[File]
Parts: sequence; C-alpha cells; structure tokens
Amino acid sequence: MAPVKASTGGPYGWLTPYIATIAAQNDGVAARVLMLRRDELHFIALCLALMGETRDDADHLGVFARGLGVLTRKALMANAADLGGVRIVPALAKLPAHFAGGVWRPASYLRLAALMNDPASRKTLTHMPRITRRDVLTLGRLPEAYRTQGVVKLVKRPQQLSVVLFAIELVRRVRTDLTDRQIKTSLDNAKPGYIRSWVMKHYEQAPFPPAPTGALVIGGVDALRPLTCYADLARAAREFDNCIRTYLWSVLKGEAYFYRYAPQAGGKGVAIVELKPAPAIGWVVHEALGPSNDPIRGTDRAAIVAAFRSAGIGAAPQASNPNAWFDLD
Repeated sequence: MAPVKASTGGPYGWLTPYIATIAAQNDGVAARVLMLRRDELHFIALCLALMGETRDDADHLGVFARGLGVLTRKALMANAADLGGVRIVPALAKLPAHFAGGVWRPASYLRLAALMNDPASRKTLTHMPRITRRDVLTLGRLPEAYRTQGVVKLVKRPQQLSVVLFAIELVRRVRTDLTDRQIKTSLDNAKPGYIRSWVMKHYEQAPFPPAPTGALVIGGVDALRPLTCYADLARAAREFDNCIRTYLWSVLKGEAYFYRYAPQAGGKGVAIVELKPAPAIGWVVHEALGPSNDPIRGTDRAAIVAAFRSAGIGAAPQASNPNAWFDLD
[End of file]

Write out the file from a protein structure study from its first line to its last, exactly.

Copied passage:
Parts: sequence; C-alpha cells; structure tokens
Amino acid sequence: MAPVKASTGGPYGWLTPYIATIAAQNDGVAARVLMLRRDELHFIALCLALMGETRDDADHLGVFARGLGVLTRKALMANAADLGGVRIVPALAKLPAHFAGGVWRPASYLRLAALMNDPASRKTLTHMPRITRRDVLTLGRLPEAYRTQGVVKLVKRPQQLSVVLFAIELVRRVRTDLTDRQIKTSLDNAKPGYIRSWVMKHYEQAPFPPAPTGALVIGGVDALRPLTCYADLARAAREFDNCIRTYLWSVLKGEAYFYRYAPQAGGKGVAIVELKPAPAIGWVVHEALGPSNDPIRGTDRAAIVAAFRSAGIGAAPQASNPNAWFDLD
Repeated sequence: MAPVKASTGGPYGWLTPYIATIAAQNDGVAARVLMLRRDELHFIALCLALMGETRDDADHLGVFARGLGVLTRKALMANAADLGGVRIVPALAKLPAHFAGGVWRPASYLRLAALMNDPASRKTLTHMPRITRRDVLTLGRLPEAYRTQGVVKLVKRPQQLSVVLFAIELVRRVRTDLTDRQIKTSLDNAKPGYIRSWVMKHYEQAPFPPAPTGALVIGGVDALRPLTCYADLARAAREFDNCIRTYLWSVLKGEAYFYRYAPQAGGKGVAIVELKPAPAIGWVVHEALGPSNDPIRGTDRAAIVAAFRSAGIGAAPQASNPNAWFDLD